The chemical ‘Knight’s Move’ relationship: what is its significance?
- Geoff Rayner-CanhamAffiliated withChemistry Department, Sir Wilfred Grenfell College, University Drive Email author
- , Megan OldfordAffiliated withChemistry Department, Sir Wilfred Grenfell College, University Drive
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Similarities in properties among pairs of metallic elements and their compounds in the lower-right quadrant of the Periodic Table have been named the ‘Knight’s Move’ relationship. Here, we have undertaken a systematic study of the only two ‘double-pairs’ of ‘Knight’s Move’ elements within this region: copper-indium/indium-bismuth and zinc-tin/tin-polonium, focussing on: metal melting points; formulas and properties of compounds; and melting points of halides and chalcogenides. On the basis of these comparisons, we conclude that the systematic evidence for ‘Knight’s Move’ relationships derives from similarities in formulas and properties of matching pairs of compounds in the same oxidation state. Physical properties, such as melting points, do not provide consistent patterns and trends and hence should not be considered as a common characteristic of this relationship.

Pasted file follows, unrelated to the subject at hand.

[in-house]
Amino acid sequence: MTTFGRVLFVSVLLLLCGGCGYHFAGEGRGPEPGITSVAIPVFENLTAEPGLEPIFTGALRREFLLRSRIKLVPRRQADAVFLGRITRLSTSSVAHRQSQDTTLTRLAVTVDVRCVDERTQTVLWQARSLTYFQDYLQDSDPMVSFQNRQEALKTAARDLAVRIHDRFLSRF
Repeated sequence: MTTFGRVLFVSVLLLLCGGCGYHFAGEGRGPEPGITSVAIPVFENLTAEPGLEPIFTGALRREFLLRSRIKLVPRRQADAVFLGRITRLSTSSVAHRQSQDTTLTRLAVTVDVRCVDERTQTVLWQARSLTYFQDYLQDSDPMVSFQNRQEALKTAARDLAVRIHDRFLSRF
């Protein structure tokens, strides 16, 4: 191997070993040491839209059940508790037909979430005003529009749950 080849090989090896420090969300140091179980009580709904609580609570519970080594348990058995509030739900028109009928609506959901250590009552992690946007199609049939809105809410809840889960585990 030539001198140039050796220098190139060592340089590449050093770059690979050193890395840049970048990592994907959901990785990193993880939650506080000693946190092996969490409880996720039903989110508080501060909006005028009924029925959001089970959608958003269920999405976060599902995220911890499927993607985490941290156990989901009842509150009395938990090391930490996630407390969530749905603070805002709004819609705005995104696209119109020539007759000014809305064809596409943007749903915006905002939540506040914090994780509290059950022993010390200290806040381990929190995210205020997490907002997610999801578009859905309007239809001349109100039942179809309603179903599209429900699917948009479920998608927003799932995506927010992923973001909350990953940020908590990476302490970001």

KeywordsPeriodic table Periodic patterns Knight's move Copper Indium Bismuth Zinc Tin Polonium Chemical formulas Melting points
- The chemical ‘Knight’s Move’ relationship: what is its significance?
Foundations of Chemistry
Volume 9, Issue 2 , pp 119-125
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- Kluwer Academic Publishers
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- Periodic table
- Periodic patterns
- Knight's move
- Chemical formulas
- Melting points